Assemblymember Dion Aroner, a Democrat representing Berkeley, lauded graduates on their achievement and said their collective efforts can effect change.

"It's a very important role you're going to play now," she said. "The issue is what can you and I do as community leaders? You can make a difference as individuals and you can make a difference as a group."

Aroner complimented project leaders on their success and said the graduating class seemed energized and excited by the class.

"You're honored today for your wisdom," she said. "Now you need to bring that wisdom into the community. I look forward to see you in the state capitol - we have a lot of work to do."

Berkeley City Councilmember Margaret Breland said she helped gain city funding for the class and that she wants to expand the program next year.

"This is beautiful - we needed to have this," she said. "I hope it grows bright and goes on for many years. There's a lot of parents who need touching."

UC Berkeley associate professor Pedro Noguera, speaking at the graduation, said parents should use their newfound activist skills to work toward better education for their children.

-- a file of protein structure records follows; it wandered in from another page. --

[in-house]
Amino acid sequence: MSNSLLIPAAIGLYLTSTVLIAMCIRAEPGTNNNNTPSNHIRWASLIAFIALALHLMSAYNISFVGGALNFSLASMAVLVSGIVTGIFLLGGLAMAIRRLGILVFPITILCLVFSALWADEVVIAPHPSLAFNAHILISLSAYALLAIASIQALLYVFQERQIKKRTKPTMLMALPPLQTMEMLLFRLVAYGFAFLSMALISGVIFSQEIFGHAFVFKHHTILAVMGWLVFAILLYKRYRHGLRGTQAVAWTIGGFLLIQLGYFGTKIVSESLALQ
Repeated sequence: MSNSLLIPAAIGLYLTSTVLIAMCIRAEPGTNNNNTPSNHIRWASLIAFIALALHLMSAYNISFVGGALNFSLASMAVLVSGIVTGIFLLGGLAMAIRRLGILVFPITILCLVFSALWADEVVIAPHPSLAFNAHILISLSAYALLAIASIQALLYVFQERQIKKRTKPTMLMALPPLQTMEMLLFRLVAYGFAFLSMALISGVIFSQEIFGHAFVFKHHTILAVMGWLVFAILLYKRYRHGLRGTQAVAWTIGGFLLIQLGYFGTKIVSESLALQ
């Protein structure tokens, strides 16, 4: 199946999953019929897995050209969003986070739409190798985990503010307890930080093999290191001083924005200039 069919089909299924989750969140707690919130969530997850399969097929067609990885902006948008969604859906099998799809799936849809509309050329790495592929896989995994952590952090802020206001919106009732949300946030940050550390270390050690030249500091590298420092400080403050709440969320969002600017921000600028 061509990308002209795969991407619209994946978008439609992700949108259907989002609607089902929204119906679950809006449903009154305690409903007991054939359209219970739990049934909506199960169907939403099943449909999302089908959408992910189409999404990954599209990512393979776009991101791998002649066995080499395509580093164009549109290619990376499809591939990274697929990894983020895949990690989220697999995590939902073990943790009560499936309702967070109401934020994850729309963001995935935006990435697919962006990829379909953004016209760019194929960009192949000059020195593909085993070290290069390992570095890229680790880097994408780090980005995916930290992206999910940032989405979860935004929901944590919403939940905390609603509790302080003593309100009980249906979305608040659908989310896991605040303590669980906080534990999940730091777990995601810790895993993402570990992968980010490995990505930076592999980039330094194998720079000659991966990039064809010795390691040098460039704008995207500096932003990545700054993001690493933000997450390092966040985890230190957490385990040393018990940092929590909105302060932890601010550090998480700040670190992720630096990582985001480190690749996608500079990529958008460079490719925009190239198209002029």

"Parents bring a perspective to issues that is different from other people, especially in education," he said. "Parents have very little tolerance for nonsense - and so much of what goes on in education is nonsense."

Noguera, who teaches in the Graduate School of Education, said his work at Berkeley High School demonstrates the way in which schools can ignore underrepresented minority children.

"Berkeley High School, on the face of it, is a great school. It sends some students to the top schools in the country," Noguera said. "But if you're a kid whose parents don't have the resources, you have a very different experience."